Mighty Forces

Be bold, and mighty forces will come to your aid.

Welcome to the new Mighty Forces

Sticky post

“May you live in interesting times.”
-Ancient Chinese curse

We certainly live in interesting times, don’t we?

I decided to start Mighty Forces because I saw so many qualified, enthusiastic, talented people struggling to get a job. Even if you manage to find your way into the interview process, it can be a punishing affair that seems to drag on forever. It’s easy to get discouraged. I know the feeling all too well.

The truth is, job hunting is a game where most of the people you encounter don’t want you to learn the rules.

The good news is, you can do it.  It’s not easy or fun, but it can be rewarding, and even exhilarating at times. I’ll do my best to show you how to play the game; the rest is up to you. If you’re new here, you should probably start with “It’s not about you.”

I’m not a professional job counselor, and I don’t play one on TV, either. (More details on the About page.) But I think we can have a conversation that will take you a little further down the road you want to be on.

Just to get that conversation started: what has been your biggest challenge in your job search? Let me know in the comments. Thanks!

The art of asking

This is a cool YouTube TED talk. On the surface it has little to nothing to do with job hunting. It’s about a musician who wanted to figure out a better way to have fans pay for her music, so she could keep making it. Take a look – it is worth your time.

Proofread. Proofread.

My mother used to say that I had what she called “the curse of spelling.”

It basically meant that I seemed genetically predisposed to finding errors in text. One example: I can open a complex restaurant menu, something I’ve never seen before, and within a few seconds, my eyes will inevitably zoom in on the one or two misspelled words in that giant mass of text. It’s almost a brain condition.

Day to day

So you’ve got that interview for that great job. You worked hard to get to this point, and now you’re finally sitting in the room with decision-makers. You are impressing them with your expertise, and everything seems to be going great.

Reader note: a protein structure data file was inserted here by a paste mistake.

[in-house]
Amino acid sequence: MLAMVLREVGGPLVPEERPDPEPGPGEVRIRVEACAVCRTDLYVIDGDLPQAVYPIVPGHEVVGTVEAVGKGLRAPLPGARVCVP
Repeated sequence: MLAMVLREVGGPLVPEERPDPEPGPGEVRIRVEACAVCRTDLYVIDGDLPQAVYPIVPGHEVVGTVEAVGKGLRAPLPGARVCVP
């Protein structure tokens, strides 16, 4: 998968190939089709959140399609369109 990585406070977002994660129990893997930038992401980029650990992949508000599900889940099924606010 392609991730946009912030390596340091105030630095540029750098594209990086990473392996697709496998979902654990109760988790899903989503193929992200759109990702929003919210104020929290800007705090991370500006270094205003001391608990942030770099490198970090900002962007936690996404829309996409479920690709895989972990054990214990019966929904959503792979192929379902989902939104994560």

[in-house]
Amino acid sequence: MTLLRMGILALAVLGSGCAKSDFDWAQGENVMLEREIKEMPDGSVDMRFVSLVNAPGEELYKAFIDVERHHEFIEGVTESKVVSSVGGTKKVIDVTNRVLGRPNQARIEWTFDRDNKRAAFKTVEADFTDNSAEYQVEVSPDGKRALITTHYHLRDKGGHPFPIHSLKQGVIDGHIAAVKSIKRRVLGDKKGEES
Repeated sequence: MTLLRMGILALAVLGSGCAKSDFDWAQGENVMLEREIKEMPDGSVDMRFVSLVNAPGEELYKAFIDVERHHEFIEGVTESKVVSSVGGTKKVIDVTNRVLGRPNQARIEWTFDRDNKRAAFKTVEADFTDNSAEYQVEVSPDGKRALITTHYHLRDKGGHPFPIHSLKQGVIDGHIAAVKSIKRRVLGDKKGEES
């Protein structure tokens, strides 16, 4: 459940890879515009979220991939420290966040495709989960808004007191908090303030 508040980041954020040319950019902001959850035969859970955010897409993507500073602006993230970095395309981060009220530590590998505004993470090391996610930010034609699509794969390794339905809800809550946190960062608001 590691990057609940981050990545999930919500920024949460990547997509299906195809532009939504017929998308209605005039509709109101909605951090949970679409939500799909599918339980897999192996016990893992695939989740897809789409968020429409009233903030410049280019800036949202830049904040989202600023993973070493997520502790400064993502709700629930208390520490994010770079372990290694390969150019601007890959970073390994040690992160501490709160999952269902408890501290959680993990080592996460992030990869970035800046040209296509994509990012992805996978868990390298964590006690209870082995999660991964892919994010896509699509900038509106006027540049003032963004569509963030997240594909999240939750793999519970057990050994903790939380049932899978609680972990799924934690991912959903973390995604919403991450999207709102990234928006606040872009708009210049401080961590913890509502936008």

Before you leave the room, ask yourself: what questions are you asking them?

Nothing personal

I want to talk about emotions.

No, I haven’t turned into Dr. Phil or Oprah. But trying to find a job, no matter your circumstances, is by definition an emotional task. You are putting yourself out there, and setting yourself up for potentially a lot of rejection. That’s a minefield that everyone doing this confronts.

[Probably the funniest and saddest rejection line I ever heard someone get from a job application was: “We encourage you to apply for positions for which you qualify.” Ouch.]

Show, don’t tell

Anyone who has taken a freshman composition course has probably heard of “show, don’t tell.” In fiction writing it means, for example, to let a character’s actions, appearance and speech explain their personality.

THIS: “Larry is lazy.”

OR THIS: “Instead of doing dishes, Larry has his bulldog Albert lick them clean. The ones Albert won’t lick, Larry throws away.”

What does this have to do with job hunting? Too many cover letters and resumes are filled with phrases like “well-organized” and “innovative” and “problem solver.” When you describe yourself like that, how does an employer know whether or not to believe you? Or whether your definition of “innovative” is even in the same ballpark as hers? They can’t – so your materials go immediately to the “no” pile.

It’s not about you

The most important thing about job hunting is to remember: it’s not about you.

Employers don’t care about your goals, your dreams, your five year plan, or whether you can make next month’s rent. All they care about is that they have a problem, and they are looking for someone to solve that problem.

That sounds harsh, but it’s true. And everything you do in job hunting that isn’t laser-focused on solving an employer’s problem is wasted time.

Written in ink

In “The Social Network,” Facebook founder Mark Zuckerberg is dressed down by his ex-girlfriend for his misogynistic comments about her on his blog.

“The internet isn’t written in pencil, Mark,” she says. “It’s written in ink.”

It’s an important idea – one that sometimes gets lost as we immerse ourselves in Facebook and Twitter and political blogs and all the rest of the digital footprints we leave around the web on a regular basis.

Ditch the laundry list

In “Show, don’t tell,” I talked about telling stories in your cover letters and resumes. In addition to lots of empty phrases (“people person”), another enemy of getting your point across is the impulse to list every single task, every single award, every single college club on your materials, in the hopes that all that accumulated stuff will be impressive.

Kill on the cover letter

Great post by David Heinemeier Hansson of 37 Signals about the importance of the cover letter in today’s job market.

So much time and energy is spent on resumes, that people often forget the cover letter. It’s crucial – it’s the first thing your prospective employer will read, and it’s often bad enough to get your materials put into the “no” pile instantly.

David’s post inspired me so much that I ended up writing a whole guide to “killing on the cover letter.” If you’d like a free copy, just subscribe to my email list.

Page 1 of 2

Powered by WordPress & Theme by Anders Norén